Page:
It took only 15 years for agencies to finally begin to realize the value of using smart identity cards beyond the basic logging onto the network and as a flash pass for physical security barriers.

The coronavirus pandemic became that “killer app” that had been missing for much of the last decade-plus. Agencies realized they could turn on capabilities like digital signatures, secured by the common access card (CAC) in the Department of Defense (DoD) or the Personal Identity Verification (PIV) card in the civilian environment.

In this exclusive executive briefing, the following experts explain that while agencies adapted to renewing or extending smart card authorizations, the pandemic made clear that other form factors must play a larger role in the months and years ahead, especially as agencies move toward a zero trust architecture:

  • Shane Barney, Chief Information Security Officer, U.S. Citizenship and Immigration Services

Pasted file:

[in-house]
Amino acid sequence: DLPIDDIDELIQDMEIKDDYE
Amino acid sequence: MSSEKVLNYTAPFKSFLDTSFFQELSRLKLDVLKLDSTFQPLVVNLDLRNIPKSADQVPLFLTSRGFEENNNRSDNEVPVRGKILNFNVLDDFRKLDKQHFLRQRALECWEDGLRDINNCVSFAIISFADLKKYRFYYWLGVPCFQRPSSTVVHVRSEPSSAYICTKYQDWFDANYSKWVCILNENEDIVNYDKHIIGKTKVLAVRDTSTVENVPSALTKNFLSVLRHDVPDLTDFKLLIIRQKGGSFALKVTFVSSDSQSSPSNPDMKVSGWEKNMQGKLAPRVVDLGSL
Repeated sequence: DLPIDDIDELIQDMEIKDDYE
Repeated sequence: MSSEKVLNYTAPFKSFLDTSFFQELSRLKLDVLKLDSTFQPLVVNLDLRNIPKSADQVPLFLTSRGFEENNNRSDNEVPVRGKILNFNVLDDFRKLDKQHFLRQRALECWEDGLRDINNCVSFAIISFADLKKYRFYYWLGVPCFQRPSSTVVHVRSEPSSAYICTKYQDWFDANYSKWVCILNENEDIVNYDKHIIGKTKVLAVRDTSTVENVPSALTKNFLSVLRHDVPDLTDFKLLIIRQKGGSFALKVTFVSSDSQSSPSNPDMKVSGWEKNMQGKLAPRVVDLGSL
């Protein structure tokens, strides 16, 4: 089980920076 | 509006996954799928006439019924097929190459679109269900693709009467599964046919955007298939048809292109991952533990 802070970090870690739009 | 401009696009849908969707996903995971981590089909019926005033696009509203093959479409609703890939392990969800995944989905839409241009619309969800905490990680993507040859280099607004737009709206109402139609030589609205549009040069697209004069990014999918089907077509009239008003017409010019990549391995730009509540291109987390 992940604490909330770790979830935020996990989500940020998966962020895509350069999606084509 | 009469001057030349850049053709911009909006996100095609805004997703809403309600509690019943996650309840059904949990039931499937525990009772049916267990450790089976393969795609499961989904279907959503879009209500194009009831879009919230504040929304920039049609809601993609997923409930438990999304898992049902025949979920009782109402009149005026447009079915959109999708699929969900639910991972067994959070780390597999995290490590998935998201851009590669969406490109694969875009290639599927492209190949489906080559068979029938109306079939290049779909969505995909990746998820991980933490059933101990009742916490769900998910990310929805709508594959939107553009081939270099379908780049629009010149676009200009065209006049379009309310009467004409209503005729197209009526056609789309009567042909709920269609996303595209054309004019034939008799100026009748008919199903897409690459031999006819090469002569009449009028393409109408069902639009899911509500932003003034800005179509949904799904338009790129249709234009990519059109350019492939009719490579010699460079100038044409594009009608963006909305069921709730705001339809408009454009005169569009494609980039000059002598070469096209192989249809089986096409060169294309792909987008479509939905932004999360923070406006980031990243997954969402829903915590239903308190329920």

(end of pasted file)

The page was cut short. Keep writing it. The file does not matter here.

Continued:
• Robert Carey, Vice President & General Manager, Global Public Sector Solutions, RSA
  • Ross Foard, ICAM Subject Matter Expert, CDM, Cybersecurity & Infrastructure Security Agency
  • William Graves, Chief Engineer, PM DoD Biometrics, U.S. Army
  • Patricia Janssen, Director, Cybersecurity Architecture & Capability Oversight, Office of the Deputy CIO for Cybersecurity, Department of Defense
  • Phil Lam, Executive Director of Identity, Technology Transformation Services, General Services Administration
  • Steve Schmalz, Field Chief Technology Officer, Federal Group, RSA
  • David Temoshok, Senior Policy Advisor, Applied Cybersecurity, National Institute of Standards and Technology

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